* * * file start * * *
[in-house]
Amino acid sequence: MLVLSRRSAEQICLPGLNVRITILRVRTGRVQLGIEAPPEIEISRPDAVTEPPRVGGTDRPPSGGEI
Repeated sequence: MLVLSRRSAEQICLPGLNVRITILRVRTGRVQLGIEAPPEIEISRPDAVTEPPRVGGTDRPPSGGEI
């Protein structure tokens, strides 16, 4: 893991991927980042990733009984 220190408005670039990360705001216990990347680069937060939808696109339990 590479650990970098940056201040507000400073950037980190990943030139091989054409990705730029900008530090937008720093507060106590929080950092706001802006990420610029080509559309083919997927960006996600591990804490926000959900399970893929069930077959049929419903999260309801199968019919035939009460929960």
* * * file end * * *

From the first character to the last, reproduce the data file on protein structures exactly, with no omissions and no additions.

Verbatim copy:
[in-house]
Amino acid sequence: MLVLSRRSAEQICLPGLNVRITILRVRTGRVQLGIEAPPEIEISRPDAVTEPPRVGGTDRPPSGGEI
Repeated sequence: MLVLSRRSAEQICLPGLNVRITILRVRTGRVQLGIEAPPEIEISRPDAVTEPPRVGGTDRPPSGGEI
């Protein structure tokens, strides 16, 4: 893991991927980042990733009984 220190408005670039990360705001216990990347680069937060939808696109339990 590479650990970098940056201040507000400073950037980190990943030139091989054409990705730029900008530090937008720093507060106590929080950092706001802006990420610029080509559309083919997927960006996600591990804490926000959900399970893929069930077959049929419903999260309801199968019919035939009460929960």